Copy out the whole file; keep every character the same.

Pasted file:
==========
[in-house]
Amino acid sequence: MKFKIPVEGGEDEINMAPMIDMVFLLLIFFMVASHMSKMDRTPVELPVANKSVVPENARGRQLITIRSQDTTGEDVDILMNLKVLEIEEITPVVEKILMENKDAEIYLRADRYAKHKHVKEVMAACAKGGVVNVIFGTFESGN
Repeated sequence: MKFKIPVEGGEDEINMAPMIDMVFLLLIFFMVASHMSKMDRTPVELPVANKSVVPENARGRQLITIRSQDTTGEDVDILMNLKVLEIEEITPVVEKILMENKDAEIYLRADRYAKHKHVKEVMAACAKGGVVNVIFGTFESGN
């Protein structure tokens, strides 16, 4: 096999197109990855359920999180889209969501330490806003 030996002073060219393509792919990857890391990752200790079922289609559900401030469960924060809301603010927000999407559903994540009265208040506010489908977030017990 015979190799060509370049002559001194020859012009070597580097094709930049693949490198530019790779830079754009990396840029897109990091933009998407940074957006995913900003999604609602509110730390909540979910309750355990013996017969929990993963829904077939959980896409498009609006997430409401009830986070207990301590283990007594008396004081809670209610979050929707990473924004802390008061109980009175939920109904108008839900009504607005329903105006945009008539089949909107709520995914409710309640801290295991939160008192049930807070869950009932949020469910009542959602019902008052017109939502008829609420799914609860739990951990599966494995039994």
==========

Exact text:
[in-house]
Amino acid sequence: MKFKIPVEGGEDEINMAPMIDMVFLLLIFFMVASHMSKMDRTPVELPVANKSVVPENARGRQLITIRSQDTTGEDVDILMNLKVLEIEEITPVVEKILMENKDAEIYLRADRYAKHKHVKEVMAACAKGGVVNVIFGTFESGN
Repeated sequence: MKFKIPVEGGEDEINMAPMIDMVFLLLIFFMVASHMSKMDRTPVELPVANKSVVPENARGRQLITIRSQDTTGEDVDILMNLKVLEIEEITPVVEKILMENKDAEIYLRADRYAKHKHVKEVMAACAKGGVVNVIFGTFESGN
């Protein structure tokens, strides 16, 4: 096999197109990855359920999180889209969501330490806003 030996002073060219393509792919990857890391990752200790079922289609559900401030469960924060809301603010927000999407559903994540009265208040506010489908977030017990 015979190799060509370049002559001194020859012009070597580097094709930049693949490198530019790779830079754009990396840029897109990091933009998407940074957006995913900003999604609602509110730390909540979910309750355990013996017969929990993963829904077939959980896409498009609006997430409401009830986070207990301590283990007594008396004081809670209610979050929707990473924004802390008061109980009175939920109904108008839900009504607005329903105006945009008539089949909107709520995914409710309640801290295991939160008192049930807070869950009932949020469910009542959602019902008052017109939502008829609420799914609860739990951990599966494995039994």